Thursday, July 23, 2009


Cool Wired article on how Nike (& Apple) are pioneering "personal metrics" in exercise. I'm find myself paying more and more attention to metrics these days, whether it's how many times I've played a song on iTunes, the traffic to this blog, a link I post using, or my Covestor portfolio of stock market returns on actual investments. This article dovetails nicely with a post Seth Godin put up earlier in the week too.

The Nike article is a great read. My favorite quote:

"The gist of the idea is that people change their behavior—often for the better—when they are being observed (which is why it's sometimes called the observer effect). Those workers at Western Electric didn't build more relays because there was more or less light or because they had more or fewer breaks. The Hawthorne effect posits that they built more relays simply because they knew someone was keeping track of how many relays they built.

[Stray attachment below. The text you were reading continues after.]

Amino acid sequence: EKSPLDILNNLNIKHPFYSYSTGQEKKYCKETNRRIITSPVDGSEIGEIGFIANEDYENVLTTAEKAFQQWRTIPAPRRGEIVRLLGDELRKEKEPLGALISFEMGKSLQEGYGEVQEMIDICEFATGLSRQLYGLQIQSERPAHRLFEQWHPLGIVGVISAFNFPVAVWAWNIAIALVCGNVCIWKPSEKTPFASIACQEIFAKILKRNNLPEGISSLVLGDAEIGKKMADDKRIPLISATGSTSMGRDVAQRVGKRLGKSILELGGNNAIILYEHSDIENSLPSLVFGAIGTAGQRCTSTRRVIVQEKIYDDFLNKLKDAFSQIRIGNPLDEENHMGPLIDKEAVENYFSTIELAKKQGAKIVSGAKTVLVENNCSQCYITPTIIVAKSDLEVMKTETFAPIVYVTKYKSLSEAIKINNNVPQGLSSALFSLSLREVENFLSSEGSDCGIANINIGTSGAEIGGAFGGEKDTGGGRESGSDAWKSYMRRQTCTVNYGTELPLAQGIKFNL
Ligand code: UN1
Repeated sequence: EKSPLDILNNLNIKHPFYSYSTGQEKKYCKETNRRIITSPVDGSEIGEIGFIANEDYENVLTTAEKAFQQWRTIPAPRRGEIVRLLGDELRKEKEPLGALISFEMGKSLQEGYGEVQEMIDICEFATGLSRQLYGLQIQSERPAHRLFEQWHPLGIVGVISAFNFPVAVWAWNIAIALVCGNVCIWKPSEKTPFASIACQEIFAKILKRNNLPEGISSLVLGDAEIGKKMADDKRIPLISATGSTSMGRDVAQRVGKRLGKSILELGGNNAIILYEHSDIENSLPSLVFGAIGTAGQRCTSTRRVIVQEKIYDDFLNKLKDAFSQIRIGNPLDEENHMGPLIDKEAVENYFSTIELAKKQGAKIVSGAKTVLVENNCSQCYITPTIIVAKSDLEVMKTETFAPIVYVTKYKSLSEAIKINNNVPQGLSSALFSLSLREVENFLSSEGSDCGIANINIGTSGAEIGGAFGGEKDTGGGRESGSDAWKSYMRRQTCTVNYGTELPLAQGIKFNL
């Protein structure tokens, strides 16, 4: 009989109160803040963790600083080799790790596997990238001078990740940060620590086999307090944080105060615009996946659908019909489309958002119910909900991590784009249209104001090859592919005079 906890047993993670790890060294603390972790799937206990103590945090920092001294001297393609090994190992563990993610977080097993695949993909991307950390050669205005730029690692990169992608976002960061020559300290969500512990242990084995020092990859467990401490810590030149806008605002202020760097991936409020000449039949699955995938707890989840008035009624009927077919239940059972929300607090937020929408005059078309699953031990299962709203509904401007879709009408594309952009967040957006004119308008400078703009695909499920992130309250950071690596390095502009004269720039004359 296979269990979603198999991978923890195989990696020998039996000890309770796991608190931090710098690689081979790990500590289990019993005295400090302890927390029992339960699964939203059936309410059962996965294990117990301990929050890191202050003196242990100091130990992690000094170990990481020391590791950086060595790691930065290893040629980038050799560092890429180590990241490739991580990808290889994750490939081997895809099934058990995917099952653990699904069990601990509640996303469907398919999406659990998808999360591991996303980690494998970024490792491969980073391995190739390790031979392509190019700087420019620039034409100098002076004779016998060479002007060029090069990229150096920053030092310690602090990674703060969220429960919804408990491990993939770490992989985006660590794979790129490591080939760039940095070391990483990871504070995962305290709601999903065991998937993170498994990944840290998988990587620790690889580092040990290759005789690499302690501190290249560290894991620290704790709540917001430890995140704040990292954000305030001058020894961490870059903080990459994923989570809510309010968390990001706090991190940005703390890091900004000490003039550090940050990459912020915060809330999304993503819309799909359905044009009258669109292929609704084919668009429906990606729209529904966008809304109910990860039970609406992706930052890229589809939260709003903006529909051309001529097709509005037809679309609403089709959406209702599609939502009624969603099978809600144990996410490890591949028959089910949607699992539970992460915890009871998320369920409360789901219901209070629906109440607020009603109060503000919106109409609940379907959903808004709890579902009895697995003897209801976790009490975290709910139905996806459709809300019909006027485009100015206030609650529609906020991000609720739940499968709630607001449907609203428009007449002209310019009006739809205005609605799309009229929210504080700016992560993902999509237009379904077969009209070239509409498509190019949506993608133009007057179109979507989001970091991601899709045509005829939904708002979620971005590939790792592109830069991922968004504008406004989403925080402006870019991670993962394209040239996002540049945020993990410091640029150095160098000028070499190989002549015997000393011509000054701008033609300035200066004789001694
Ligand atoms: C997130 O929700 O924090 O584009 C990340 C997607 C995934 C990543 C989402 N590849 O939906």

When you lace up your running shoes outfitted with the Nike+ sensor and fire up your iPod, you're both the researcher and the subject—a self-contained experimental system. And what you're likely to find is that the Hawthorne effect kicks in. You're actively observing yourself, and just that fact not only provides information you can act on but also may modify your behavior. That's the power of Living by Numbers."